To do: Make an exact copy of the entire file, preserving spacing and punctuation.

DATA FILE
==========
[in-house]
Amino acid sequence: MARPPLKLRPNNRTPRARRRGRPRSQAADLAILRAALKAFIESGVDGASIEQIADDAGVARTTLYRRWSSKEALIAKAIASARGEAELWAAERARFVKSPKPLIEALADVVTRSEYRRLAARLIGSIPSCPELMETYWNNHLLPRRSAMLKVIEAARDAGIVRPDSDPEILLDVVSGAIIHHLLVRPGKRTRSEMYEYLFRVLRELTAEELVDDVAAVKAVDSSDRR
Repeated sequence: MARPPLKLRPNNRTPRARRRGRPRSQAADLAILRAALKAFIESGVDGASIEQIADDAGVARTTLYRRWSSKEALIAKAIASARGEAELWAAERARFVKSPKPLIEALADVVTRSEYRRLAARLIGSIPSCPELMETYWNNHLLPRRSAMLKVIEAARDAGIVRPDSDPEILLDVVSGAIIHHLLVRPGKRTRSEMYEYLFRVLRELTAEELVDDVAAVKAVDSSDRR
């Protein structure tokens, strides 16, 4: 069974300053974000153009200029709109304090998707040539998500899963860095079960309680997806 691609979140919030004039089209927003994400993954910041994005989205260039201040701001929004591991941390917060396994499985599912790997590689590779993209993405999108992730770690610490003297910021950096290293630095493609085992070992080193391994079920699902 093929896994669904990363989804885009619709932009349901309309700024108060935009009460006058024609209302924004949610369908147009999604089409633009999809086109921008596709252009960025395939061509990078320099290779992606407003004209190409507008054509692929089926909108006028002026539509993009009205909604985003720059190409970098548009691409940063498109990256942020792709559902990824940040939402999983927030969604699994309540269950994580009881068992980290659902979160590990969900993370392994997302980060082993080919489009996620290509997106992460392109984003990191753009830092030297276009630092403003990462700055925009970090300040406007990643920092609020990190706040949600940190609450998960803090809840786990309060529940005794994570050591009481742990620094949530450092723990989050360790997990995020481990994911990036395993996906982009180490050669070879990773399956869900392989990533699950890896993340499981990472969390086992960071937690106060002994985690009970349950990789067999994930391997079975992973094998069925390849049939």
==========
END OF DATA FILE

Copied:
[in-house]
Amino acid sequence: MARPPLKLRPNNRTPRARRRGRPRSQAADLAILRAALKAFIESGVDGASIEQIADDAGVARTTLYRRWSSKEALIAKAIASARGEAELWAAERARFVKSPKPLIEALADVVTRSEYRRLAARLIGSIPSCPELMETYWNNHLLPRRSAMLKVIEAARDAGIVRPDSDPEILLDVVSGAIIHHLLVRPGKRTRSEMYEYLFRVLRELTAEELVDDVAAVKAVDSSDRR
Repeated sequence: MARPPLKLRPNNRTPRARRRGRPRSQAADLAILRAALKAFIESGVDGASIEQIADDAGVARTTLYRRWSSKEALIAKAIASARGEAELWAAERARFVKSPKPLIEALADVVTRSEYRRLAARLIGSIPSCPELMETYWNNHLLPRRSAMLKVIEAARDAGIVRPDSDPEILLDVVSGAIIHHLLVRPGKRTRSEMYEYLFRVLRELTAEELVDDVAAVKAVDSSDRR
């Protein structure tokens, strides 16, 4: 069974300053974000153009200029709109304090998707040539998500899963860095079960309680997806 691609979140919030004039089209927003994400993954910041994005989205260039201040701001929004591991941390917060396994499985599912790997590689590779993209993405999108992730770690610490003297910021950096290293630095493609085992070992080193391994079920699902 093929896994669904990363989804885009619709932009349901309309700024108060935009009460006058024609209302924004949610369908147009999604089409633009999809086109921008596709252009960025395939061509990078320099290779992606407003004209190409507008054509692929089926909108006028002026539509993009009205909604985003720059190409970098548009691409940063498109990256942020792709559902990824940040939402999983927030969604699994309540269950994580009881068992980290659902979160590990969900993370392994997302980060082993080919489009996620290509997106992460392109984003990191753009830092030297276009630092403003990462700055925009970090300040406007990643920092609020990190706040949600940190609450998960803090809840786990309060529940005794994570050591009481742990620094949530450092723990989050360790997990995020481990994911990036395993996906982009180490050669070879990773399956869900392989990533699950890896993340499981990472969390086992960071937690106060002994985690009970349950990789067999994930391997079975992973094998069925390849049939």